ResearchXR

Collaborative Proposal: MSB-FRA: Causes, consequences, and cross-scale linkages of environment-driven phenological mismatch across three trophic levels: Georgetown University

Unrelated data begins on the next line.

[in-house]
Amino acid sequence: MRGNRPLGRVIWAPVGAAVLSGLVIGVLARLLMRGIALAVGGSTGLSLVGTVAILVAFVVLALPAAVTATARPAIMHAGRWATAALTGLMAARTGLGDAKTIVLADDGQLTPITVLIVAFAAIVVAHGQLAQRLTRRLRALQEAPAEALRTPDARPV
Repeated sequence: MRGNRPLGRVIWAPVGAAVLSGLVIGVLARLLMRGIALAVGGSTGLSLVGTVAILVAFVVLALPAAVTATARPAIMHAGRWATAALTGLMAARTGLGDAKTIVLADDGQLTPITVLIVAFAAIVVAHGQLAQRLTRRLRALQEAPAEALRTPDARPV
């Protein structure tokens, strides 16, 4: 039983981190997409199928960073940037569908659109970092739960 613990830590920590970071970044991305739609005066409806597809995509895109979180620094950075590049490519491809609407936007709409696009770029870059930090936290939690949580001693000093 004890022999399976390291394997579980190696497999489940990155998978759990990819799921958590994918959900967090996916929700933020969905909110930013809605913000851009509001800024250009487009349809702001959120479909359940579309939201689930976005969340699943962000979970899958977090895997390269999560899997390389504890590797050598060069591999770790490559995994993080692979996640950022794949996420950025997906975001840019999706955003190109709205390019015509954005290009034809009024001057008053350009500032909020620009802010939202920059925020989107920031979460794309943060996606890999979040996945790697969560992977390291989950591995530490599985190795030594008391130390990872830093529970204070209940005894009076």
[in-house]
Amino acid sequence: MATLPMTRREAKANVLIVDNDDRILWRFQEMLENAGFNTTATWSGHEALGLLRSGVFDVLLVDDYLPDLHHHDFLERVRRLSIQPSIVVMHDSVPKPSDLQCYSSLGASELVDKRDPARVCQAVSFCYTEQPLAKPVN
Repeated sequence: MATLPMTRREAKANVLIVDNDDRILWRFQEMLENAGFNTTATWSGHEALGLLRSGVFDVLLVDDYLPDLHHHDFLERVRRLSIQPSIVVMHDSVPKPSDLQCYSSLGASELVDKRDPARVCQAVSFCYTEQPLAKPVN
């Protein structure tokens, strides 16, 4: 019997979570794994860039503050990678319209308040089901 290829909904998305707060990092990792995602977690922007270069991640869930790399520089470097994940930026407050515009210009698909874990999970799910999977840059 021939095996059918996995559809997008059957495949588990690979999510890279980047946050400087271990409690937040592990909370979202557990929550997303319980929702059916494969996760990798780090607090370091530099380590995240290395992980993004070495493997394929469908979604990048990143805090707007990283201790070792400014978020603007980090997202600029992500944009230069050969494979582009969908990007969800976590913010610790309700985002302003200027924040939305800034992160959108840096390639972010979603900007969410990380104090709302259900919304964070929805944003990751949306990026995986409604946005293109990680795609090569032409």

Leslie Ries

[email protected]